Nithin Bekal

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Recurring Events in Rails

21 Aug 2016

Modeling recurring events in a calendar is an interesting problem to solve. There are many different scenarios in which you might need to model recurring events, but in this article I will walk through a simple example of weekly recurring events in a Rails app.

Although this post covers most of the code needed for the example, I will skip over some of the details (such as views), and you will have to fill in the blanks in such places.

Much of the code here is taken from a real project I’m working on, and I’ve tried to simplify the code as much as possible. However, some of the tradeoffs that I needed in my project aren’t really needed in this example. I have pointed out some cases where this is true.

Scheduling weekly events

Let’s take an example where we will need to model weekly recurring events:

Our users want to be able to save weekly events, with a day of the week and a time. The system will perform an action every week on that day and time. For example, a user could set up a reminder (“remind me to send status report at 5pm every Friday”), and the system should send an email at that time every week.

Modeling recurring events

Before we start writing the code for scheduling events, let’s briefly think about how we will implement this.

We will start with a RecurringEvent model, which will contain the day and time at which the event must be performed. We could also call this model something like Reminder, but since we could have other things in future that could be recurring, I prefer having a RecurringEvent model and associate that with other models. To keep things simple in this post, we will just have a reminder string field in the RecurringEvent model.

The user will create a recurring event using a form that contains the following fields:

  • reminder (eg. “Send weekly status report”)
  • time - we will just save a string containing the time, (eg. “5:00 pm”)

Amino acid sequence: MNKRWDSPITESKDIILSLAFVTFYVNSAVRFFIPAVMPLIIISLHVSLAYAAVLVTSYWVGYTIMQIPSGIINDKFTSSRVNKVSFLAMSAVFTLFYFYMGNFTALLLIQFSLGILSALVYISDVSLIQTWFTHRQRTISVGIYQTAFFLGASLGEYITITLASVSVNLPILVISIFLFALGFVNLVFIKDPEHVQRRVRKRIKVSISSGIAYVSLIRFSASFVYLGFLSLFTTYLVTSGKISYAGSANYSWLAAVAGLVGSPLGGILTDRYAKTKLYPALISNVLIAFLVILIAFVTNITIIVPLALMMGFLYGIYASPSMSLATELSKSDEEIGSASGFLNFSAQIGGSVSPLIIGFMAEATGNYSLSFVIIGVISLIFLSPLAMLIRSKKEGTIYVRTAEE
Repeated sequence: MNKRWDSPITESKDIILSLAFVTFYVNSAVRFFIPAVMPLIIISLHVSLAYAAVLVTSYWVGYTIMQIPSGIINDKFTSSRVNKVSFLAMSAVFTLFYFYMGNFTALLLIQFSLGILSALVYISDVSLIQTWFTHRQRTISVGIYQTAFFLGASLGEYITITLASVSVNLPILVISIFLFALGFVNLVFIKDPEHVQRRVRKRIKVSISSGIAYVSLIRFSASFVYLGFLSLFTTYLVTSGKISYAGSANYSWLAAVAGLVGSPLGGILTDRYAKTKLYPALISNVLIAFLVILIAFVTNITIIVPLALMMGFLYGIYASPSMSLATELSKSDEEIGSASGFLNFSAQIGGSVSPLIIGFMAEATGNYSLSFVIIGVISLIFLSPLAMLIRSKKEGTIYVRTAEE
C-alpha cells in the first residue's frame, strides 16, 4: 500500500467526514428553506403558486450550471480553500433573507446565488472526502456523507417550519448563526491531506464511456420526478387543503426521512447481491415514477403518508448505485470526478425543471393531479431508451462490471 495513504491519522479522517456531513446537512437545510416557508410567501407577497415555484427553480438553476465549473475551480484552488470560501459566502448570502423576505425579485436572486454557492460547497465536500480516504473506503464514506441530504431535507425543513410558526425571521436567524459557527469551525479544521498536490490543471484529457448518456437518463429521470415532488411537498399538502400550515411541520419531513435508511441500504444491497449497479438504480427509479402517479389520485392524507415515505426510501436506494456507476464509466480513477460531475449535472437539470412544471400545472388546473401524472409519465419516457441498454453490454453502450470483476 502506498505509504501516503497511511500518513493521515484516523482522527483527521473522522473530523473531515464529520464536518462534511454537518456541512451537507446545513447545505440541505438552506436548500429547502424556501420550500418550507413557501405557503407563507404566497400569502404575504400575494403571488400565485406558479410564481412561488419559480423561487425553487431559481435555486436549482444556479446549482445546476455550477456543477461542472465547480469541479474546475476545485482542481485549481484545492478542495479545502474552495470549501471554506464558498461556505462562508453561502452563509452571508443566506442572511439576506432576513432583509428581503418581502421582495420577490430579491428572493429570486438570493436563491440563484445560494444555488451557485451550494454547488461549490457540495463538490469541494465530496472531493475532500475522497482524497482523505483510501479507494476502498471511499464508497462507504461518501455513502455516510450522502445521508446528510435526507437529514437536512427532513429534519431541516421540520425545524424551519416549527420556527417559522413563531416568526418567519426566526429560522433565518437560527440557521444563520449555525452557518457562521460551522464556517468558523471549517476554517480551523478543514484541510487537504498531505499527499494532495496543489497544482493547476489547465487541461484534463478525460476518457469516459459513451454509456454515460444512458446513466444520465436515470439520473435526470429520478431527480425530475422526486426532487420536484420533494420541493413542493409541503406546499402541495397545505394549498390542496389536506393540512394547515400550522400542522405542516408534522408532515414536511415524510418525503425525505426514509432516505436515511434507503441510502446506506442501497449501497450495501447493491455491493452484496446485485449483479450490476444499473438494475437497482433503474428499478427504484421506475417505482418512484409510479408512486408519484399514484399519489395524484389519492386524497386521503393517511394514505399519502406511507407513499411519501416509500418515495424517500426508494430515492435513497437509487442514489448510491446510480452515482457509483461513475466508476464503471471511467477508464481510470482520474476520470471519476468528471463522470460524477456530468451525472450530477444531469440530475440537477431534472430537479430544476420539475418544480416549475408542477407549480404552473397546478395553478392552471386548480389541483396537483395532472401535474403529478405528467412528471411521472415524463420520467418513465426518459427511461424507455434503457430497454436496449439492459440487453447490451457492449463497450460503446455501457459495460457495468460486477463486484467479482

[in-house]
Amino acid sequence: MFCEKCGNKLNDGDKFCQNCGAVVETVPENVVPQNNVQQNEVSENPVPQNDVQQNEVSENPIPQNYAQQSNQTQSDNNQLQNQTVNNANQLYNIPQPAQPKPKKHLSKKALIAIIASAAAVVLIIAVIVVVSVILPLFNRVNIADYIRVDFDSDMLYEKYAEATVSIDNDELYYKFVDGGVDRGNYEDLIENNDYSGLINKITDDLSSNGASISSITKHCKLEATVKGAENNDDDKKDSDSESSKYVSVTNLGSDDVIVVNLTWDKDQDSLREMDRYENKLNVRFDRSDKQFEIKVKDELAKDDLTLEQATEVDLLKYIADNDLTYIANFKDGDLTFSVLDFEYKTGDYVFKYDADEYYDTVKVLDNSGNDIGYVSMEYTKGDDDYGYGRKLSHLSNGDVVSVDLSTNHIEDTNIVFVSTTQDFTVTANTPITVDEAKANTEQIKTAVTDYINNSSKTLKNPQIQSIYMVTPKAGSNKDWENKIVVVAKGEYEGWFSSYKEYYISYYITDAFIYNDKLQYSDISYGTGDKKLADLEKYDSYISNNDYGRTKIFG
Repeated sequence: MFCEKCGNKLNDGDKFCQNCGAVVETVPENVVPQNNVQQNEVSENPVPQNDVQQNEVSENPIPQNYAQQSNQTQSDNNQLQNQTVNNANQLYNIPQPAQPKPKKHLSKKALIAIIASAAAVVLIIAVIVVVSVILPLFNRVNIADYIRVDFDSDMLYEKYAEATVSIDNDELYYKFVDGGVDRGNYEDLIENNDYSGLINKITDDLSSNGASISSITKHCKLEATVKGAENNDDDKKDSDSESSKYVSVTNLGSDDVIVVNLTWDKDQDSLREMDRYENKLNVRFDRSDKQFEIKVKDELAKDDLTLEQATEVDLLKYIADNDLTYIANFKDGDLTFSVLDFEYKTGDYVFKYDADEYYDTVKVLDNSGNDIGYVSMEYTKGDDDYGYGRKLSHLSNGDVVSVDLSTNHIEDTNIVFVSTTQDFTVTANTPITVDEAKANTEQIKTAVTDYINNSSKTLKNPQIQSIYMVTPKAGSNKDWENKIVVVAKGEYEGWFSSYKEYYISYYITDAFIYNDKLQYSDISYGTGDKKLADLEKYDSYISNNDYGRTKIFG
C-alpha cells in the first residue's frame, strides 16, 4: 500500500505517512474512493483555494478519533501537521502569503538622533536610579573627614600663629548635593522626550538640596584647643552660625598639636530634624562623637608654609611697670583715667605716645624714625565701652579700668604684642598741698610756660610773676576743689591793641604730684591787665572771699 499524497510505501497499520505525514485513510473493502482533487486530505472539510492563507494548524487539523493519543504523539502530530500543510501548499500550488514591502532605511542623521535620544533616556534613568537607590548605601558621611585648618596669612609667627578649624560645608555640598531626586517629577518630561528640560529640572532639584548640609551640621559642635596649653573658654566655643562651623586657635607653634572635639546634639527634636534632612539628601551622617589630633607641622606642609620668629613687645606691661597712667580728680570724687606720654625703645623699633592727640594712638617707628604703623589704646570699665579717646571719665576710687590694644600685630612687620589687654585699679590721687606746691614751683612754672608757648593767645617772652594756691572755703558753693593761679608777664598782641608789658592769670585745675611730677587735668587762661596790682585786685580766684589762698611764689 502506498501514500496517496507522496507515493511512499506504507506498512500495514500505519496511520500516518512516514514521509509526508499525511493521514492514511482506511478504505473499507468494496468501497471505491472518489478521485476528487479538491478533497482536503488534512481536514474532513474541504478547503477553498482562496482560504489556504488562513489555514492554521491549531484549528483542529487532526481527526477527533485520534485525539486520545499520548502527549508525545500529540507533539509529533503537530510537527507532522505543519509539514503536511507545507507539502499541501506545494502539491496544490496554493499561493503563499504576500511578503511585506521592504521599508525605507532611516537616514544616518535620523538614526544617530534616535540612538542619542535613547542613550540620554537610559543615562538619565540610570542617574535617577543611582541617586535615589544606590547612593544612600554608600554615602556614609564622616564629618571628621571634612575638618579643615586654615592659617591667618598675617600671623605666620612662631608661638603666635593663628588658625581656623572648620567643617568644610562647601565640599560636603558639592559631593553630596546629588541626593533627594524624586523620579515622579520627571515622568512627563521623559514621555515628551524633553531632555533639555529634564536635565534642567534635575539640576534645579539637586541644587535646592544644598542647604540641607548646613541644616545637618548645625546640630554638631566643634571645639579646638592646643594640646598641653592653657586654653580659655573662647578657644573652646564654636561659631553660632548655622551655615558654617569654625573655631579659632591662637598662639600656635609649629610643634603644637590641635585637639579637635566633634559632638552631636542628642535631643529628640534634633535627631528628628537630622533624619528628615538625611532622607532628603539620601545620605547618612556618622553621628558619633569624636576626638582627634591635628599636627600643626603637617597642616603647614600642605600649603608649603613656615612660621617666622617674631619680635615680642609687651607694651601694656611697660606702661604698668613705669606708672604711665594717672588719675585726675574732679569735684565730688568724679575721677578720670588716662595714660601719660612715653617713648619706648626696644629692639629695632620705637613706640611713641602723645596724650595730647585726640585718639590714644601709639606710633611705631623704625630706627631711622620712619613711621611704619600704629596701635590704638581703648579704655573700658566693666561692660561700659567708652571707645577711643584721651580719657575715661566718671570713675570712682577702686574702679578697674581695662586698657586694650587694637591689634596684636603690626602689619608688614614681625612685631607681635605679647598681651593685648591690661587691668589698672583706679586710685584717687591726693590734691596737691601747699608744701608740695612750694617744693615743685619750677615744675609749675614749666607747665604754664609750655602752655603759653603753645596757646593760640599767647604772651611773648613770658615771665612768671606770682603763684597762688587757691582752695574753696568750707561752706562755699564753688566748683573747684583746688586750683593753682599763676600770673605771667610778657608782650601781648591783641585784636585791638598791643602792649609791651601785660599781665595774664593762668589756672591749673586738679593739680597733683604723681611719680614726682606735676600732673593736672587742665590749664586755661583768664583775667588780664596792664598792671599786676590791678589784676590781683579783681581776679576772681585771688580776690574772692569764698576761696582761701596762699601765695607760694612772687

• day - day of the week, as an integer (0 for Sunday, 1 for Monday, etc)

We will use an Event model to save the actual time at which a RecurringEvent occurs. We will save the next instance of the recurring event in the Event model.

We will also use ActiveJob to schedule the event at the correct time using the RunEventJob class. This ActiveJob class will execute the action that should happen at the time (sending the reminder email, in this example), and also create the next instance of the event.

Creating a new RecurringEvent

Let’s start off by creating the RecurringEvent model:

# rails generate model RecurringEvent \
# 	reminder:string time:string day:integer user:belongs_to

# app/models/recurring_event.rb
class RecurringEvent < ApplicationRecord
  belongs_to :user
  has_many :events, dependent: :destroy

  TIME_12H_FORMAT = /\A(1[0-2]|0?[1-9]):[0-5][0-9]\s?(am|pm)\z/i

  validates :time, presence: true,
    format: { with: TIME_12H_FORMAT, message: 'invalid time - use format 10:00 am' }

We will start with a new page for creating a new recurring event by implementing RecurringEventsController#new action.

class RecurringEventsController < ApplicationController
  before_action :authenticate_user!

  def new
    @recurring_event =

The form (app/views/recurring_events/new.html.haml) for adding a new recurring event looks like this:

<%= form_for(recurring_event) do |f| %>
  <div class="field">
    <%= f.label :day %>
    <%= :day, %>

  <div class="field">
    <%= f.label :time %>
    <%= f.text_field :time %>

  <div class="field">
    <%= f.label :reminder %>
    <%= f.text_field :reminder %>

  <div class="actions">
    <%= f.submit 'Save', class: 'btn btn-primary' %>
<% end %>

The next thing to do is to implement the RecurringEventsController#create action. This is where things get a little interesting.

# app/controllers/recurring_events_controller.rb
class RecurringEvent < ApplicationRecord
  # ...

  def create
    @recurring_event =, recurring_event_params).call

    if @recurring_event.persisted?
      redirect_to @recurring_event, notice: 'Event was successfully created.'
      render :new

  def recurring_event_params
    params.require(:recurring_event).permit(:day, :time, :reminder)

I like to put this kind of business logic code in app/services. RecurringEvents::Create must do three things:

  • save the recurring event
  • calculate the date of next instance of the event and save it
  • schedule a background job to run at that time

We will come back to the RecurringEvents::Create class, but first we need an Event model where we store the next occurence of a recurring event.

# rails generate model Event run_at:datetime recurring_event:belongs_to

# app/models/event.rb
class Event < ApplicationRecord
  belongs_to :recurring_event
  # also add the corresponding has_many in RecurringEvent

  scope :future, -> { where('created_at > ?', }

We could simplify this a great deal by making run_at a field in RecurringEvent, but I’ve added a separate model in my project because I’d like to log other information of the occurence later on.